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Enrico Fermi
Birth: Sep. 29, 1901
Cittą Metropolitana di Roma Capitale
Lazio, Italy
Death: Nov. 28, 1954
Cook County
Illinois, USA

Physicist. He was awarded the Nobel Prize in Physics in 1938. He was the first to split the atom, designed the first atomic piles, and produced the first sustaining nuclear chain reaction. Born in Rome, Italy in 1901, he was the oldest son of Alberto Fermi, Chief Inspector for the Ministry of Communications, and Ida de Gattis. While attending the local grammar school, his early aptitude for math and physics was quickly recognized and encouraged. Fermi studied at the University of Rome, and received a doctor's degree in physics from the University of Pisa in 1922. His entrance exam for the University of Pisa required an essay, for which 17 year old Fermi submitted the derivation and solution of the Fourier analysis of partial differential equations for waves on a string; the evaluator immediately marked the essay as fit for a thesis for a doctoral degree award. After winning grants to study physics for the next two years, he became a Professor of Mathematical Physics and Mechanics at the University of Florence in 1924. Two years later, he became a professor of theoretical physics at the University of Rome, where he became interested in the structure of the atom, and began to devise experiments to help him understand atomic structure. In 1928, he married Laura Capon; they would have a son, Giulio, and a daughter, Nella. For recreation, he enjoyed walking, mountaineering and winter sports. In 1934, he began to bombard various elements with neutrons, producing radioactive atoms. In these experiments he initially thought he had discovered elements beyond uranium, but later discovered he had actually split the atom. When scientists Lise Meitner and Otto Frisch repeated his experiments and showed that he had actually split an atom, creating the process of nuclear fission (at the time, nuclear fission had been considered theoretically impossible). Fermi's research on nuclear reactions won him the 1938 Nobel Prize in physics. After receiving his Nobel Prize in Stockholm, Fermi and his family immigrated to the United States in 1938 because of his dislike of Italian fascism, and in part due to the anti-Jewish policies adopted by Mussolini government (Fermi's wife, Laura, was Jewish). Upon his arrival in the US, he became a professor of physics at Columbia University. In 1942, he moved to Chicago, where he became a professor of physics at the University of Chicago, and where he created the first self sustained nuclear chain reaction on December 2, 1942, underneath the University of Chicago's stadium, Stagg Field. This successful experiment paved the way for both nuclear weapons and nuclear electrical plants. Very quickly, he was asked to join the Manhattan Project, to develop the first atomic bomb, and in 1944, saw the startup of the world's first nuclear reactor in Hanford, Washington (the reactor was needed to produce the plutonium for the first atomic bombs). In 1943, he won the Hughes Medal from the Royal Society, the oldest scientific society in Great Britain. In 1944, he became an American citizen, and at the end of the war, he returned to the University of Chicago, becoming a Professor of Nuclear Studies, holding this position until his death in 1954 from stomach cancer. During the last years of his life, he studied the origin of cosmic rays, developing the theory of a universal magnetic field that acted as a giant accelerator, which in turn gave enormous energy to cosmic rays. Fermi was a member of several academic academies and societies in both Italy and the US, and in 1929, was chosen among the first members of the Royal Academy of Italy. (bio by: Kit and Morgan Benson)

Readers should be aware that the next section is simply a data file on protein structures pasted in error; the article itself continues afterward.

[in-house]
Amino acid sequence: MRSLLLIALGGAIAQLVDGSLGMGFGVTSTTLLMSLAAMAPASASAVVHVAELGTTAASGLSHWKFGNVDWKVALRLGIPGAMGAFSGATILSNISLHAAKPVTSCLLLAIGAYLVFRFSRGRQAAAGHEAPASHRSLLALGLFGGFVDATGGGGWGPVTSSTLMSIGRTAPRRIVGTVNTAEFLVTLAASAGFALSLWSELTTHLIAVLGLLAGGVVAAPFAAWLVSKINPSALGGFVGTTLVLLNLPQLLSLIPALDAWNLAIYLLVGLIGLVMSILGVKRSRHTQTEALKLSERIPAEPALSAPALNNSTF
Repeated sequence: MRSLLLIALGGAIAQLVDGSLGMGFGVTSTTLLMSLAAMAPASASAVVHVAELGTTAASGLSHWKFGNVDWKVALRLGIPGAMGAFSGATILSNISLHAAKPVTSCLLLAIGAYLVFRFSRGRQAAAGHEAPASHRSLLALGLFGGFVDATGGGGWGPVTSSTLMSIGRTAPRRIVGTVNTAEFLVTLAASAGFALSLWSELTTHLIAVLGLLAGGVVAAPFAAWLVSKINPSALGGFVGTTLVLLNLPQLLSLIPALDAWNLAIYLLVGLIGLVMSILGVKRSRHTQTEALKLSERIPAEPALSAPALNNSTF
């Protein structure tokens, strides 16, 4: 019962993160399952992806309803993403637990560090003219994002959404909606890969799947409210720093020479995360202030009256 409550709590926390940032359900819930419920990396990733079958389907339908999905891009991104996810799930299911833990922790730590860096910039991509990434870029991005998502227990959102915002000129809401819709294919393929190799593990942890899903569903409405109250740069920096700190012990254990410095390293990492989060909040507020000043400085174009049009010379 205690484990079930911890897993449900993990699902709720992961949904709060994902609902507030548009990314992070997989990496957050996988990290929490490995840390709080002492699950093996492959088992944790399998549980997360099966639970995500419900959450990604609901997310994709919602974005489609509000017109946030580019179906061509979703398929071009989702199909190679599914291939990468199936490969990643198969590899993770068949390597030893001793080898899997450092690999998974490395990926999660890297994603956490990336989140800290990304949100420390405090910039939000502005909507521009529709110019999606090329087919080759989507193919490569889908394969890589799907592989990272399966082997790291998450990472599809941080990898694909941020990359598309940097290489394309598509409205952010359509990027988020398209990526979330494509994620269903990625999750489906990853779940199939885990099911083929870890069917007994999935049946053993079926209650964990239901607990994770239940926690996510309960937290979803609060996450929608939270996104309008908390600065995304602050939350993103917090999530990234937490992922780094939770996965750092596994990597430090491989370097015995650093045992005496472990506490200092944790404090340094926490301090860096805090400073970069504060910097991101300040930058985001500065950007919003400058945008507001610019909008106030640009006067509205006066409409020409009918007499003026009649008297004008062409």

Oak Woods Cemetery
Cook County
Illinois, USA
Plot: V-145
GPS (lat/lon): 41.77139, -87.59642
Maintained by: Find A Grave
Record added: Jan 01, 2001
Find A Grave Memorial# 331
Enrico Fermi
Added by: Ercole77
Enrico Fermi
Added by: Sean McKim
Enrico Fermi
Added by: Sean McKim
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